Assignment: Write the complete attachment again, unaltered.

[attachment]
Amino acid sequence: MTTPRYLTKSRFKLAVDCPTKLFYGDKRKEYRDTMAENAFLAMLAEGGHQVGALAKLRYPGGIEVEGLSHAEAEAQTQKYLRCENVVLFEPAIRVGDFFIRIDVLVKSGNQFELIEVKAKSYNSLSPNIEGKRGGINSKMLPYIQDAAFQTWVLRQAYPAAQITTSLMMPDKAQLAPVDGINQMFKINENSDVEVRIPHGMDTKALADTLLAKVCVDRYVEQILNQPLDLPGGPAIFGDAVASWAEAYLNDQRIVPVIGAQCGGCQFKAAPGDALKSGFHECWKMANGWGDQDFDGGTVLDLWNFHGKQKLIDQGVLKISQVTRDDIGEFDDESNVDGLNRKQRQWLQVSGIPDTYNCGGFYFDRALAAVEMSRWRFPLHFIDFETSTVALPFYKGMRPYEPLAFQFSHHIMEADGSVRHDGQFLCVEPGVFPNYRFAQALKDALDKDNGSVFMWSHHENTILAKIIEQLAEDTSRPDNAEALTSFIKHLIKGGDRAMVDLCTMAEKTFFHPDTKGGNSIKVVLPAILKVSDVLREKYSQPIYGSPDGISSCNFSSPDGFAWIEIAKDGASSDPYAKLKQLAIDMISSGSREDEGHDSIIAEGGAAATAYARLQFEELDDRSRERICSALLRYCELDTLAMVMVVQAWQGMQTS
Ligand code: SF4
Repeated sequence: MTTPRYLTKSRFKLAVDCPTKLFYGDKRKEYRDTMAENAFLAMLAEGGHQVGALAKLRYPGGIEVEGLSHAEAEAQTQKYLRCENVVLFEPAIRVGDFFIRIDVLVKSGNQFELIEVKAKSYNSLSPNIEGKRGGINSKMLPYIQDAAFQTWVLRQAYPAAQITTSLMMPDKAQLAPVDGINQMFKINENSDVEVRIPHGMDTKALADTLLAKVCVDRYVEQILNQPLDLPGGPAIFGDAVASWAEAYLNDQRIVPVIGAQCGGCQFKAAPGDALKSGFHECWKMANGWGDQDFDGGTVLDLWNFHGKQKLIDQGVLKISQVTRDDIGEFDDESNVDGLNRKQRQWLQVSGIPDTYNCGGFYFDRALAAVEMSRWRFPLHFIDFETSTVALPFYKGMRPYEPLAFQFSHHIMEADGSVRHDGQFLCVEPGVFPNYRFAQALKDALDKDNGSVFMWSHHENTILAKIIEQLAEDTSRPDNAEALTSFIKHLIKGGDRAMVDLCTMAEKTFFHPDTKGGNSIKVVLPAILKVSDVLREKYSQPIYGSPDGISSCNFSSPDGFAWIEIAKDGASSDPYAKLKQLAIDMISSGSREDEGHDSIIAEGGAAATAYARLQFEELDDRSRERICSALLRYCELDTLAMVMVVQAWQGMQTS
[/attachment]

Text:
Amino acid sequence: MTTPRYLTKSRFKLAVDCPTKLFYGDKRKEYRDTMAENAFLAMLAEGGHQVGALAKLRYPGGIEVEGLSHAEAEAQTQKYLRCENVVLFEPAIRVGDFFIRIDVLVKSGNQFELIEVKAKSYNSLSPNIEGKRGGINSKMLPYIQDAAFQTWVLRQAYPAAQITTSLMMPDKAQLAPVDGINQMFKINENSDVEVRIPHGMDTKALADTLLAKVCVDRYVEQILNQPLDLPGGPAIFGDAVASWAEAYLNDQRIVPVIGAQCGGCQFKAAPGDALKSGFHECWKMANGWGDQDFDGGTVLDLWNFHGKQKLIDQGVLKISQVTRDDIGEFDDESNVDGLNRKQRQWLQVSGIPDTYNCGGFYFDRALAAVEMSRWRFPLHFIDFETSTVALPFYKGMRPYEPLAFQFSHHIMEADGSVRHDGQFLCVEPGVFPNYRFAQALKDALDKDNGSVFMWSHHENTILAKIIEQLAEDTSRPDNAEALTSFIKHLIKGGDRAMVDLCTMAEKTFFHPDTKGGNSIKVVLPAILKVSDVLREKYSQPIYGSPDGISSCNFSSPDGFAWIEIAKDGASSDPYAKLKQLAIDMISSGSREDEGHDSIIAEGGAAATAYARLQFEELDDRSRERICSALLRYCELDTLAMVMVVQAWQGMQTS
Ligand code: SF4
Repeated sequence: MTTPRYLTKSRFKLAVDCPTKLFYGDKRKEYRDTMAENAFLAMLAEGGHQVGALAKLRYPGGIEVEGLSHAEAEAQTQKYLRCENVVLFEPAIRVGDFFIRIDVLVKSGNQFELIEVKAKSYNSLSPNIEGKRGGINSKMLPYIQDAAFQTWVLRQAYPAAQITTSLMMPDKAQLAPVDGINQMFKINENSDVEVRIPHGMDTKALADTLLAKVCVDRYVEQILNQPLDLPGGPAIFGDAVASWAEAYLNDQRIVPVIGAQCGGCQFKAAPGDALKSGFHECWKMANGWGDQDFDGGTVLDLWNFHGKQKLIDQGVLKISQVTRDDIGEFDDESNVDGLNRKQRQWLQVSGIPDTYNCGGFYFDRALAAVEMSRWRFPLHFIDFETSTVALPFYKGMRPYEPLAFQFSHHIMEADGSVRHDGQFLCVEPGVFPNYRFAQALKDALDKDNGSVFMWSHHENTILAKIIEQLAEDTSRPDNAEALTSFIKHLIKGGDRAMVDLCTMAEKTFFHPDTKGGNSIKVVLPAILKVSDVLREKYSQPIYGSPDGISSCNFSSPDGFAWIEIAKDGASSDPYAKLKQLAIDMISSGSREDEGHDSIIAEGGAAATAYARLQFEELDDRSRERICSALLRYCELDTLAMVMVVQAWQGMQTS